Playing games to experience a certain story is fine for most gamers. But there is a kind of gamer that wants more from a game than just seeing it once and then proceed to the next one. Most of these gamers can be found playing multiplayer-focused games. Games that allow for the player go learn certain skills that allow for more effective moves and whatever. However, even these multiplayer-games, no matter how skill-based they are, have their foundation in what I call “gamey skills”.
Gamey skills simply means that whatever it is that you´re skill in, is still only a skill you have inside that certain game, with that certain controller in your hand. It is not the kind of skill you have access to in real-life. Learning button-combos for maximum damage, button-smashing or precise aiming with an analog-stick. It´s all stuff that is only good for games. These games also require you to learn their rules. Unless you obey their rule set, you´ll achieve not a single thing. But couldn´t that be changed?
When I´m talking about using real skills in games, I´m obviously heavily talking about motion-controls. But let me tell you that this is not all to it. Anyways, what advanced motion controls do is to analyze your movements and inputting them into the game. That´s fine, but the way these controls are used for now are only at the minimum limit of what could be done. So let me use the best and most simple example of what I mean. Assume that you´re playing a game that features sword-fighting. You swing your motion-controller, and the on-screen character moves his sword according to your movements. That´s where current game design ends. It´s all you´re able to do at the moment. You can swing your sword, but that is all the game allows the player to do. Everyone can swing a motion-controller, so no real skill is involved. Whatever skills are used in-game are gamey skills.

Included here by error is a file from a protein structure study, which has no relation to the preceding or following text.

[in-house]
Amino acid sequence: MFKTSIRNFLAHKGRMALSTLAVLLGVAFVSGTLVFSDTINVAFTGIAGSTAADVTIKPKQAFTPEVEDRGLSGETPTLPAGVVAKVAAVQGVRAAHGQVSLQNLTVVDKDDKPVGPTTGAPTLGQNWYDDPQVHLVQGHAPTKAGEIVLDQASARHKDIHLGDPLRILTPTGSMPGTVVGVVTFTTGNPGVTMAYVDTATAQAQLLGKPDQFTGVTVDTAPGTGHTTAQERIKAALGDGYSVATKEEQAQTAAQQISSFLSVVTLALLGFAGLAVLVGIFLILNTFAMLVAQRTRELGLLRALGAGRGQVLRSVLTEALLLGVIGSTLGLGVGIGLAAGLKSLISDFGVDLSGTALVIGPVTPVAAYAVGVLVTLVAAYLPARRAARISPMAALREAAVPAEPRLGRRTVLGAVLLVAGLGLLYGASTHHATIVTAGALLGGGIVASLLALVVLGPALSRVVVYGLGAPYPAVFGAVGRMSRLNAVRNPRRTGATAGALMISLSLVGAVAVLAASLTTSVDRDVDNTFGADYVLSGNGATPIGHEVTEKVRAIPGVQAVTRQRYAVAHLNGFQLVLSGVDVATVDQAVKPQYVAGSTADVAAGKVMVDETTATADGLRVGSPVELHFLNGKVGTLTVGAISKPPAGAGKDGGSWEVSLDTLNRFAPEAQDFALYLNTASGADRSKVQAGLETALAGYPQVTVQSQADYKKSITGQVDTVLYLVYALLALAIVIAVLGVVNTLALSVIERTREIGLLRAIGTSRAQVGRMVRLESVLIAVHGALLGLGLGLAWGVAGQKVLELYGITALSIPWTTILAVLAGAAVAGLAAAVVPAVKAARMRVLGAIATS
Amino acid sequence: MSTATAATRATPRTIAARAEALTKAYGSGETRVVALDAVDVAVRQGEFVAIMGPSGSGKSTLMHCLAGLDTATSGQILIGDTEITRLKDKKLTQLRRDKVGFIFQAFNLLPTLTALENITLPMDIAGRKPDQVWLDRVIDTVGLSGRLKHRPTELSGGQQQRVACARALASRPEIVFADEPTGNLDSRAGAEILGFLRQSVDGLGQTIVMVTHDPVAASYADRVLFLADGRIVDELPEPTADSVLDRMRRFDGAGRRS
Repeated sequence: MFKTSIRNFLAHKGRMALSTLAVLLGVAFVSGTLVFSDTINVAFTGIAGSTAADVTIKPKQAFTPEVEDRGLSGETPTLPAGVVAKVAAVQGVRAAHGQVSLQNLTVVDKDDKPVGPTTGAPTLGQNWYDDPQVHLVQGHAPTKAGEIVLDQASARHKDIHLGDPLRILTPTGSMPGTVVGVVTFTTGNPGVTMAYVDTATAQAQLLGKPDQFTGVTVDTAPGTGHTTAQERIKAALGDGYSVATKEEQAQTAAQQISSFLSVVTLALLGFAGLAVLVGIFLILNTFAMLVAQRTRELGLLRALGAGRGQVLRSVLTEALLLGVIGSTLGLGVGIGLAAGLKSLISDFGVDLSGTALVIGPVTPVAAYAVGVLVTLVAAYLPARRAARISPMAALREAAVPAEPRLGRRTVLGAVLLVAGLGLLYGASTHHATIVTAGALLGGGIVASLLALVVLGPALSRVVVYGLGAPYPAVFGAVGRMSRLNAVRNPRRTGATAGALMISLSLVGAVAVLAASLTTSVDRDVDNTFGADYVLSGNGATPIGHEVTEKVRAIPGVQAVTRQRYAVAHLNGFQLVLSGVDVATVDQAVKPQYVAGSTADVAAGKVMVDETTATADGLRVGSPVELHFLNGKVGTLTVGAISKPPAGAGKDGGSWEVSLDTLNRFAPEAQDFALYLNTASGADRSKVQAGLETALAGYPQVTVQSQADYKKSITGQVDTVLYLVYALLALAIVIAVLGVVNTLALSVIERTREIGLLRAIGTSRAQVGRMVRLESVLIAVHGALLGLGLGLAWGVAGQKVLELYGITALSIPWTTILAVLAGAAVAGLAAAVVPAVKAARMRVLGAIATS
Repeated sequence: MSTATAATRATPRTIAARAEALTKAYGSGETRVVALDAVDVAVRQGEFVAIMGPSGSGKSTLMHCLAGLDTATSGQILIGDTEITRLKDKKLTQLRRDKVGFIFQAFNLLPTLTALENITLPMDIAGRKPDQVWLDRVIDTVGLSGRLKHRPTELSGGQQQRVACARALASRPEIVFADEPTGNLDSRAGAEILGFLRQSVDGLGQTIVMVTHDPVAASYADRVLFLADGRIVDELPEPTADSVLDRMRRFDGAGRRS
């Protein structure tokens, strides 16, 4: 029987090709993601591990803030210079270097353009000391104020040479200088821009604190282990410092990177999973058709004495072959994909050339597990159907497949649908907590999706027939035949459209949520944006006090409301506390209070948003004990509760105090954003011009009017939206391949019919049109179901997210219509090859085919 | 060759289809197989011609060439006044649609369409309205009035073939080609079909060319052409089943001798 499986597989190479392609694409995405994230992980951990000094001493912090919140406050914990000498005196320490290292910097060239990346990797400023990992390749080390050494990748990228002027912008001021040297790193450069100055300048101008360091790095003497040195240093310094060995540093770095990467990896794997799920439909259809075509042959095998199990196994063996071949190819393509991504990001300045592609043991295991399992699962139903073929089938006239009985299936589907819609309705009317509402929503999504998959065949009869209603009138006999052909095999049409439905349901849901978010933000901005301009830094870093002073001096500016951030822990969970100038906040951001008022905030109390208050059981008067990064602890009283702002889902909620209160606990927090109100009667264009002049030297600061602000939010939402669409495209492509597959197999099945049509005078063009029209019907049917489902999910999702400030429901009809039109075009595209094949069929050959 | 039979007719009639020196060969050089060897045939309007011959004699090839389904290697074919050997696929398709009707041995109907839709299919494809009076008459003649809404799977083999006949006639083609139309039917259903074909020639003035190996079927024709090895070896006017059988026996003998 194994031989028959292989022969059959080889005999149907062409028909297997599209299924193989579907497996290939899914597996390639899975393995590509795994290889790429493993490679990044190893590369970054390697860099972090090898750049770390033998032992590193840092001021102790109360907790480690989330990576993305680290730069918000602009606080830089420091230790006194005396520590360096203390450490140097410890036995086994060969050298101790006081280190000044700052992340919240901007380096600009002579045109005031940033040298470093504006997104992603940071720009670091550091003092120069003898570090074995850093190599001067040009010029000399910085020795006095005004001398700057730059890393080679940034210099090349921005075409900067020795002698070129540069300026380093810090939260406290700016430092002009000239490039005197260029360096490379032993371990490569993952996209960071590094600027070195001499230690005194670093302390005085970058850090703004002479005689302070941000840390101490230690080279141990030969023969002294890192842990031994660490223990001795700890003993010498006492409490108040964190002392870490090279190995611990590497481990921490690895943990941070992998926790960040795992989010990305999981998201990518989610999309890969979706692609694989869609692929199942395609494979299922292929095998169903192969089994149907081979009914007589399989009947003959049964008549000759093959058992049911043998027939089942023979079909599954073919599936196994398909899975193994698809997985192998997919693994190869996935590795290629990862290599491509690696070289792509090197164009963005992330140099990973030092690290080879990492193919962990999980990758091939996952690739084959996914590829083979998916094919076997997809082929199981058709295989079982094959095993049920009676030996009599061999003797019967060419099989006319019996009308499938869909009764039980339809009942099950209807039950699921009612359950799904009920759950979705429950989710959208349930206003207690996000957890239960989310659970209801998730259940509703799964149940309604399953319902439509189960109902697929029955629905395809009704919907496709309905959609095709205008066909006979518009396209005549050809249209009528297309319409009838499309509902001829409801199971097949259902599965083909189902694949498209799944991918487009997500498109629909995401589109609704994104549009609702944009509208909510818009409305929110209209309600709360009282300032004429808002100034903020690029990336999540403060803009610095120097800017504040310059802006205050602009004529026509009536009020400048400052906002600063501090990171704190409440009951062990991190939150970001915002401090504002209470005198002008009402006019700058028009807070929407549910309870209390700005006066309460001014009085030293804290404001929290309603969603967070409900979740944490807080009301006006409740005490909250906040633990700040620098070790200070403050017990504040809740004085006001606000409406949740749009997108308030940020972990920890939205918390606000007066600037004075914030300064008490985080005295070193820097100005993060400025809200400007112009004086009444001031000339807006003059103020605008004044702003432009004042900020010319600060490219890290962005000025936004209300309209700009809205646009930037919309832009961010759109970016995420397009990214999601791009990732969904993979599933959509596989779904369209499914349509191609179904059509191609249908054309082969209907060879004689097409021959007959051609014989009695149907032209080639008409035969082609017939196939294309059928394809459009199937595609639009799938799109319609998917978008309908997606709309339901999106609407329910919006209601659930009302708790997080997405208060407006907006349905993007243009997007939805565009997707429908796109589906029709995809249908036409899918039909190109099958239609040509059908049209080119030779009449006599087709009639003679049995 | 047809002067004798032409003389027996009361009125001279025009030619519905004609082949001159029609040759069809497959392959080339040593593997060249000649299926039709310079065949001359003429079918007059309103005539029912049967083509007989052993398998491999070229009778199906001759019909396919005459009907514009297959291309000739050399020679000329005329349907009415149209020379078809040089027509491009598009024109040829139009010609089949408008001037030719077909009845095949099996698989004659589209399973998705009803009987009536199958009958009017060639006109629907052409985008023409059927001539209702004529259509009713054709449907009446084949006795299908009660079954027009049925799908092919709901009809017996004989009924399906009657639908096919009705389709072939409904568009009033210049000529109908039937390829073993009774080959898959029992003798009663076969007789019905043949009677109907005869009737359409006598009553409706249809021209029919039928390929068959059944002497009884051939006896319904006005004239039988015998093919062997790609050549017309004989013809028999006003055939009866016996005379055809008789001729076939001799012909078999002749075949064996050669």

Now, real skills would be different. Imagine you´re still playing the above game. An enemy is approaching and you´re starting your attack. But instead of just swinging the motion-controller downwards to do the usual sword slash, you actually throw the motion-controller up in the air. The controller spins vertically. As it comes falling back down, you capture it with your hands, and seamlessly proceed to swing the controller downwards. What happens in-game is the following: The character threw his sword into the air, the sword was spinning around vertically, the character captured the sword just in time and smashed it onto the enemy´s head, using the built up-power from the thrown sword. That is NOT an attack that every player could use. Just go try it out for yourself, and then think about how you won´t have time for trying outs when you´re actually facing an enemy who´s there to kill you. And that is but one obvious example. Think of other real life skills that would make sense in-game.
“What for?!“, some might ask. And the answer is the only kind of answer that makes sense: Because it´s fun being able to do so. Almost all, if not really all, games fail to create real individualism. There are western RPGs with hundreds, if not thousands of customization options, but in the end, whatever you do is probably being done by someone else, too. And when we´re talking about actual active gameplay-skills, no game offers individual customization here, due to balance reasons alone. Allowing players to use skills that they need to be capable of doing in real life would greatly increase the satisfaction of pulling of awesome moves in games. Even if someone else did it, too, you´d know that that person really is skilled…instead of just having put some skill points on some ability-tree in the game´s menu.